US Army War College students win Jim Thorpe Sports days

By Elena PattonMay 5, 2022

US Army War College students win Jim Thorpe Sports days
1 / 2 Show Caption + Hide Caption – Crowd cheers at closing ceremonies as US Army War College receive Jim Thorpe Sports Days trophy, April 30. (Photo Credit: Elena Patton) VIEW ORIGINAL
US Army War College students win Jim Thorpe Sports days
2 / 2 Show Caption + Hide Caption – Col. Whitney Jensen, an USAWC student, and her twin sister Lt. Col. Asheleigh Gellner, a Navy War College student, competed together in the 5k race during Jim Thorpe Sports Days, April 30. (Photo Credit: Elena Patton) VIEW ORIGINAL

There were team events champions and an overall winner. Air Force won soccer, bowling, golf, and volleyball. Army won softball, skeet and trap, basketball, one mile relay (men and women) and functional fitness. USAWC students won the overall competition, keeping the Jim Thorpe trophy at home.

Although winning is rewarding, students took away much more.

“It is exciting, especially for me as an Air Force guy at the Army War College playing against my Air Force brethren, it makes it that much sweeter. It really shows our jointness. Jim Thorpe Sports Days brings together all the war colleges which is how we operate when we are on the battlefield,” said USAWC Lt. Col. Jerome Rogers.

Army Col. Whitney Jensen, an USAWC student, and her twin sister, a Naval War College student, competed together in the 5k race. "We have done a lot of events together but having this shared war college experience of competing while representing our services and military schools was a great end to a great year," said Army National Guard Lt. Col. Asheleigh Gellner.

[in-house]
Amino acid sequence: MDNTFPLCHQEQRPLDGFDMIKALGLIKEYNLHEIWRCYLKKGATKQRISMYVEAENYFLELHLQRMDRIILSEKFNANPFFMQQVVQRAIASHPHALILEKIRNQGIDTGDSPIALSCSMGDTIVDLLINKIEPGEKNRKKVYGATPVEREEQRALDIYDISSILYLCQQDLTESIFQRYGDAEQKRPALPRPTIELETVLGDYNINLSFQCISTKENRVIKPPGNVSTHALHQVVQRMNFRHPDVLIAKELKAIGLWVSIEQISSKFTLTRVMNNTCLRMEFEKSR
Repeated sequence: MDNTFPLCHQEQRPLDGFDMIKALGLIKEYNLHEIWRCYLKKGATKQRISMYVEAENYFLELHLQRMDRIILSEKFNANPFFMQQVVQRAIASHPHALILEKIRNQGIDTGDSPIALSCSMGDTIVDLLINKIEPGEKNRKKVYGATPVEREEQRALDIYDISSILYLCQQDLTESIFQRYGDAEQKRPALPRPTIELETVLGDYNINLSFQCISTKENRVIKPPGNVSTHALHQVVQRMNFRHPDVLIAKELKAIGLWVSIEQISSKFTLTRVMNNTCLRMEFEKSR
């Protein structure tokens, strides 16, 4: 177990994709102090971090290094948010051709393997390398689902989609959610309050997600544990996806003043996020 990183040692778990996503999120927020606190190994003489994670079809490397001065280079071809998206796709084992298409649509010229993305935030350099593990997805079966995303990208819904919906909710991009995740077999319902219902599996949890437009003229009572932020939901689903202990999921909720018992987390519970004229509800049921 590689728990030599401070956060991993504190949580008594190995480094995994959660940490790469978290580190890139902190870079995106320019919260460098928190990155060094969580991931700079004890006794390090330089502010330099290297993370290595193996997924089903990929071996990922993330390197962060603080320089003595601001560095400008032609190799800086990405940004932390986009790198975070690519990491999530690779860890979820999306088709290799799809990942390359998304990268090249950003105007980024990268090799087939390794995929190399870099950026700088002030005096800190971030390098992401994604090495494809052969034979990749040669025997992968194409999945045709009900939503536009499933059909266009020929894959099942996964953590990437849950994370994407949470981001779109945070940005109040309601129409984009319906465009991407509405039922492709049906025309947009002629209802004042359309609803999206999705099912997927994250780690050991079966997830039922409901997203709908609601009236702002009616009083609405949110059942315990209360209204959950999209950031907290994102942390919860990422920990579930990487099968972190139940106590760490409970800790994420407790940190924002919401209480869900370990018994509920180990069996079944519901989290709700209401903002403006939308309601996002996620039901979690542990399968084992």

“The thing that I think is neat about Jim Thorpe Sports Days is the number of team sports. The collaboration and cooperation that comes from all the team environments is the real shining star. It is awesome to be able to come out here and have a friendly competition with all the international partners that we’re used to being with on the battlefield," said Air War College student Christopher Michele.


After a two-year hiatus, the Army War College hosted the Jim Thorpe Sports Days. While Covid-19 may have disrupted the past two years of this annual event, participants were excited to get back in the games.

"I am just excited to be back and playing sports again," said USAWC student Air Force Lt. Col. Joseph Sundy about participating in this year's JTSD event.

The Games opened with special guest Brig. Gen. Joane Mathews, Deputy Adjutant General for the Wisconsin National Guard. A 2011 graduate of the Army War College, she was a member of the winning Jim Thorpe running team in 2011. As a Lac du Flambeau Ojibwe woman, she helped celebrate Jim Thorpe’s legacy of fitness, discipline and teamwork, all of which were exemplified during the JTSD events.

Matthews participated in the opening ceremony at the grandstand at Carlisle Barracks` Thursday, April 28 at 5 p.m. She was joined by Maj. Gen. David Hill, U.S. Army War College Commandant, and leaders from each service school. The events concluded on Saturday, April 30,

The opening ceremony featured the ROTC color guard from Cumberland Valley High School, an Olympic-style walk-on with the athletes of every school, a torch relay lap around the track, and the lighting of the cauldron. The men's and women's one-mile relay team competition on the Indian Field track followed the torch lighting.

Four other senior Service schools were in competition with the Army War College: Air War College, Naval War College, National Defense University, and the Eisenhower School of National Security. They competed in various sports: running, cycling, basketball, soccer, skeet/ trap shooting, golf, tennis, volleyball, bowling, softball – and functional fitness. USAWC won the most sporting events, receiving the Commandant's Cup.

This was the 41st inter-service school JTSD games, an event named for the famous athlete Jim Thorpe. Jim Thorpe was a Native American Olympian, professional athlete, and arguably the most outstanding American athlete of all time. Thorpe was a student of the Carlisle Indian Industrial School -- a Bureau of Indian Affairs institution on the grounds of Carlisle Barracks from 1879 to 1918.